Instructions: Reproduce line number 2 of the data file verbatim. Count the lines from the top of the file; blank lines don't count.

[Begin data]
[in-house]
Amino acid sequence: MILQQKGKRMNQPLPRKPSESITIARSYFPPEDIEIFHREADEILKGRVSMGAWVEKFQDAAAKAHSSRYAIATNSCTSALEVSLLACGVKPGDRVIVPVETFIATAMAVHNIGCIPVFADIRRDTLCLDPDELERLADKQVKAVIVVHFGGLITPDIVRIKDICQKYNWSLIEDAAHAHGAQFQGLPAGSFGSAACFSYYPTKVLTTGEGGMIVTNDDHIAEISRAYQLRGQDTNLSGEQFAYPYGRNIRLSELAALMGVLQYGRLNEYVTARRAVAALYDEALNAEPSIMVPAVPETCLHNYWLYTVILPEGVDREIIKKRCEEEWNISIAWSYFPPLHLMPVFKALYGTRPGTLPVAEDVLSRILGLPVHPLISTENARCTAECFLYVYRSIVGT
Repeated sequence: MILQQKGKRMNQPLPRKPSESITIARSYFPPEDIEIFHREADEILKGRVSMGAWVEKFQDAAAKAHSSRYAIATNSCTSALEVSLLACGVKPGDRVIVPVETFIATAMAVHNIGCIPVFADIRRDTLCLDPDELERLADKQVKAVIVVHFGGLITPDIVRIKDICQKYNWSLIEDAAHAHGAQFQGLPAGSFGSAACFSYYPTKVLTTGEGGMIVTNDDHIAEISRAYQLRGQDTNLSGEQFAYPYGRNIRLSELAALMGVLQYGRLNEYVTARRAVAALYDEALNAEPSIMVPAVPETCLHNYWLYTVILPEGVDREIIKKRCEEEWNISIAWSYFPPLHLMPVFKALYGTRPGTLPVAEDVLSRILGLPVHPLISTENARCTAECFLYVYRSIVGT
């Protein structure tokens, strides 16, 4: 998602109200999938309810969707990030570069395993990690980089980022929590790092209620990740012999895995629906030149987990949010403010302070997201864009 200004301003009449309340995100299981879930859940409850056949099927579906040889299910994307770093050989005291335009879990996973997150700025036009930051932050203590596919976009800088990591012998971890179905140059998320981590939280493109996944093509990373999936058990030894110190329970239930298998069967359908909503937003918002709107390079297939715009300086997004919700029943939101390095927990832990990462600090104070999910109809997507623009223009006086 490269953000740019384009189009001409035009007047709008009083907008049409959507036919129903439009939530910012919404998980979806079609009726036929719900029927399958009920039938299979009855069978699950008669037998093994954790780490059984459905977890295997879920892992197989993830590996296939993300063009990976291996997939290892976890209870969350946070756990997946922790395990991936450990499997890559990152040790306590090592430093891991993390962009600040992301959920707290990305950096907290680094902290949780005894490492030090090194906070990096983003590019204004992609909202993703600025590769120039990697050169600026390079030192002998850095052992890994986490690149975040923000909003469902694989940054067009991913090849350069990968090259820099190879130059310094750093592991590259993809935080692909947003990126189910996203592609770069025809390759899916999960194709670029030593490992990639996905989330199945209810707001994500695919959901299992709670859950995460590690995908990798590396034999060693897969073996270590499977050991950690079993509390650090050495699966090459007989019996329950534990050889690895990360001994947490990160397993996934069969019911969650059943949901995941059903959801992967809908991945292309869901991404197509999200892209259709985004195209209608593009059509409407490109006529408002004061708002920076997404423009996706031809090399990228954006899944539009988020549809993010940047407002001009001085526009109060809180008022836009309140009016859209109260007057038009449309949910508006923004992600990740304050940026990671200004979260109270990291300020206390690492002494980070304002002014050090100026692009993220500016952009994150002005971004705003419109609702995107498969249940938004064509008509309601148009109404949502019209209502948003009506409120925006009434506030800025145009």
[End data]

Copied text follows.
Amino acid sequence: MILQQKGKRMNQPLPRKPSESITIARSYFPPEDIEIFHREADEILKGRVSMGAWVEKFQDAAAKAHSSRYAIATNSCTSALEVSLLACGVKPGDRVIVPVETFIATAMAVHNIGCIPVFADIRRDTLCLDPDELERLADKQVKAVIVVHFGGLITPDIVRIKDICQKYNWSLIEDAAHAHGAQFQGLPAGSFGSAACFSYYPTKVLTTGEGGMIVTNDDHIAEISRAYQLRGQDTNLSGEQFAYPYGRNIRLSELAALMGVLQYGRLNEYVTARRAVAALYDEALNAEPSIMVPAVPETCLHNYWLYTVILPEGVDREIIKKRCEEEWNISIAWSYFPPLHLMPVFKALYGTRPGTLPVAEDVLSRILGLPVHPLISTENARCTAECFLYVYRSIVGT